Paracetamol sales may be restricted, but a ‘fine balance’ is needed for pain management

Australians might not have their go-to pain relief at their fingertips for much longer.

Australians might not have their go-to pain relief at their fingertips for much longer. Photo: TND/Getty/Panadol

Paracetamol, a staple of most Australian medicine cabinets, could soon be much harder to buy as the country’s regulator mulls the dangers of the common painkiller.

Australia’s Therapeutic Goods Administration (TGA) met this week to consider limiting the sale of paracetamol products after an increasing number of poisonings and deliberate overdoses.

And while limiting paracetamol pack sizes has some support, experts are considering whether to make paracetamols available only to over 18-year-olds or by prescription.

A ruling on future access to paracetamol has yet to be made, but medical experts warn any decision needs to strike a balance between safety and access.

Isn’t paracetamol safe?

Paracetamol is typically used to treat symptoms including pain, fever, colds and flu.

It is found in brand-name products, such as Panadol and Chemist Own, as well as supermarket or pharmacy home-brand medicines. The drug, from whatever brand and in whatever form it comes in, is often considered a staple in households worldwide.

But paracetamol is the number one pharmaceutical that Australian poisons centres receive calls regarding, with the annual number of poisoning cases increasing by 44 per cent from 2007-’08 to 2016-’17.

In that 10-year period, there were 95,000 paracetamol-related hospitalisations, and 200 deaths from paracetamol poisoning in Australia.

Fei Sim, national president at the Pharmaceutical Society of Australia, told The New Daily paracetamol is one of the safest painkillers worldwide, but it comes with risk just like any other medicine.

This is especially the case for people with poor liver function, as the drug needs to be broken down by the liver. If it’s not, it can build up and cause liver toxicity, which can potentially turn fatal.

Liver toxicity can also occur if people take an incorrect dose – either by accident, or deliberately.

A reported commissioned by the TGA and released in August confirmed there were increasing rates of intentional self-poisoning with paracetamol in the last decade in Australia, with the greatest proportion of cases in adolescents, young adults and women. It accounts for about 50 per cent of overdoses in young Australians.

These findings have pushed the TGA to review how the drug is sold in Australia.

What changes are the TGA proposing?

The TGA report recommended four main changes for consideration:

  • limiting pack sizes
  • introducing purchase limits
  • requiring a prescription to purchase higher dose and modified-release products (such as those used to treat osteoarthritis)
  • requiring a prescription for purchases by people under 18.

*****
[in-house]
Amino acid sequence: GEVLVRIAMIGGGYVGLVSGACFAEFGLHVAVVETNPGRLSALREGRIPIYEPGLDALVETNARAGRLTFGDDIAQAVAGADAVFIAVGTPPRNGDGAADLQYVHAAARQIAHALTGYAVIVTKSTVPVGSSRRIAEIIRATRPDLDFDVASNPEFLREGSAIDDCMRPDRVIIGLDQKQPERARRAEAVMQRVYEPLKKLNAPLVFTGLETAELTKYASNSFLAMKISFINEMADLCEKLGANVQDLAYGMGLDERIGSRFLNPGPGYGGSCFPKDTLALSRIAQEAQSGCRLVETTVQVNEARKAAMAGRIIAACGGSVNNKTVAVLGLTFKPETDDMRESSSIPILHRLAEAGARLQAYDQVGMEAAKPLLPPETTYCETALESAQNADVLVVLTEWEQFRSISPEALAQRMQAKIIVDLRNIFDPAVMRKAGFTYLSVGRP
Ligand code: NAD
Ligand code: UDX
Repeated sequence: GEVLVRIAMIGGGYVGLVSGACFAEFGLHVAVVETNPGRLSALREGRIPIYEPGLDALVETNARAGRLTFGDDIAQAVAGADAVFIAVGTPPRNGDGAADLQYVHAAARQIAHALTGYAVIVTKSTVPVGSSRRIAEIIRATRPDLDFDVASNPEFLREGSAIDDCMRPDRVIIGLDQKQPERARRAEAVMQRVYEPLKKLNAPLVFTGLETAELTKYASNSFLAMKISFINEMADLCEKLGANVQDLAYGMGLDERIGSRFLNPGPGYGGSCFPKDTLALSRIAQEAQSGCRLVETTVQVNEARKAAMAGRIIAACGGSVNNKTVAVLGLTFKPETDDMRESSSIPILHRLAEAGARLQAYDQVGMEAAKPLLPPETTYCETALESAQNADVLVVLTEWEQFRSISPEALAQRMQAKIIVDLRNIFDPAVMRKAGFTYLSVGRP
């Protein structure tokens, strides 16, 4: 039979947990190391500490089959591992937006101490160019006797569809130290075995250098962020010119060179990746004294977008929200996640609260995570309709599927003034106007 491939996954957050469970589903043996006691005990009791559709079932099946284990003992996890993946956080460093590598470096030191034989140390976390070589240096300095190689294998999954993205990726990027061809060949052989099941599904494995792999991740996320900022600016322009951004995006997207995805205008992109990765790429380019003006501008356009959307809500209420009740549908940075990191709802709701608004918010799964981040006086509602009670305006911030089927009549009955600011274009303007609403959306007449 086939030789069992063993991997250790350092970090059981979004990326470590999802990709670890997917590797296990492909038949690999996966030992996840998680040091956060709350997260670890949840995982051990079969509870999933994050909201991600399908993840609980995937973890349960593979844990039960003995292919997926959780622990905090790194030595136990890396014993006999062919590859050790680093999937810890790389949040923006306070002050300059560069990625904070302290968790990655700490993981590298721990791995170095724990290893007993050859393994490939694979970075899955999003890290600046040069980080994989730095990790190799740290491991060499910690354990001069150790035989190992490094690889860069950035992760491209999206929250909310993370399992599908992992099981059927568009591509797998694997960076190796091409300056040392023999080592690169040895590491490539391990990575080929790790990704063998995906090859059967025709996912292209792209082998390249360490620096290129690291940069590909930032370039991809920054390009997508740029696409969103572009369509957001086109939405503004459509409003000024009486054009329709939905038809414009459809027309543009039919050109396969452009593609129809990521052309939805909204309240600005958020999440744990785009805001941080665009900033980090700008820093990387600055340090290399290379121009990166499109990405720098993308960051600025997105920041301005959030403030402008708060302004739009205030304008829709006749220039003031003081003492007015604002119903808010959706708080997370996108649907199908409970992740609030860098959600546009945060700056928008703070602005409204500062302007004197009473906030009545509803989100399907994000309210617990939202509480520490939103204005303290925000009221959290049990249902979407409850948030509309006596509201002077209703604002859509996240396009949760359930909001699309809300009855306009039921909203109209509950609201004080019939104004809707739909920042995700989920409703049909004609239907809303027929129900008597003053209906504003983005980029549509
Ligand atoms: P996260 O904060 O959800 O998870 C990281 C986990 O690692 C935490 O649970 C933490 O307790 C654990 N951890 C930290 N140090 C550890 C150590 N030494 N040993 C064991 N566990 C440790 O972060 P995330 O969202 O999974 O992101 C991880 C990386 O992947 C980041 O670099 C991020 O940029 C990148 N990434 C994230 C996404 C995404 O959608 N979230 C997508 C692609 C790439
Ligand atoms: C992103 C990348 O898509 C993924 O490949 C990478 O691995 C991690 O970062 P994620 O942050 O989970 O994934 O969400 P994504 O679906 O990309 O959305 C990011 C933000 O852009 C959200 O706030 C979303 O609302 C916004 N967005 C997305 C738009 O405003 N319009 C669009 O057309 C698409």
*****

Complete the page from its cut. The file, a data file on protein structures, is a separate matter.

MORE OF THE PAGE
Angela Chiew, clinical toxicologist at the NSW Poison’s Information Centre and the Prince of Wales Hospital, said limiting pack sizes is a good idea.

“You can buy 100 tablets at the pharmacy and not have to speak to a pharmacist,” Dr Chiew said.

“You can go to a supermarket, and even though the pack sizes are restricted to 20, I can go in and buy five packets, and nobody will stop me. And I could do that as a teenager, unfortunately.”

The codeine model?

However, both Dr Chiew and Dr Sim stand against TGA’s proposal to ‘upschedule’ paracetamol, which means people would need to get prescriptions to access the drug, similar to what was done to codeine in 2018.

This is of particular concern to people with issues like chronic pain, who sometimes rely on paracetamol just to get on with day-to-day life.

Dr Sim says while the healthcare system has a responsibility to prevent harm, that responsibility goes both ways: Trying to reduce paracetamol poisoning while making sure medicine is still accessible to those who need it.

“The key here is access to essential medicines,” she said.

“If people can’t access paracetamol as an essential analgesic to manage their condition, then their condition is not well-managed, and … that will reduce their quality of life.

“It’s a fine balance between ensuring medicine safety, but still enabling access to medicine, [and] access to paracetamol.”

While making people get a prescription for paracetamol is “too extreme” and would clog an already overwhelmed national GP system, making the drug only available for purchase from pharmacies could be a neat solution, Dr Sim said.

This would mean that while Australians won’t be able to pick up their basic supply with their weekly shop, they would still be able to buy it without a prescription after a quick chat with a local pharmacist.

This has been the case for modified-release paracetamol since June 2020.

“That is the fine balance,” Dr Sim said.

“We have the health professional there to provide clinical governance and safety checks to make sure that the paracetamol can be used safely but at the same time it is still very easily accessible because you can simply walk into a pharmacy, have that consultation, and then have your medication.”

Focus on mental health

While the regulation of medicine is important, Dr Sim said if the final goal is to protect Australians then restricting sales of paracetamol is just a quick bandaid over a larger problem.

She said the “elephant in the room”  – mental health – needs to be acknowledged.

Australian Bureau of Statistics data shows one in six Australians have experienced suicidal thoughts or behaviours in their lifetime, and more than two in five have had a mental health disorder.

“The conversation should not just be about regulating medicines,” Dr Sim said, “it should also be about access to mental health care, really bolstering systems that we have in place to support people affected by … mental illnesses.”

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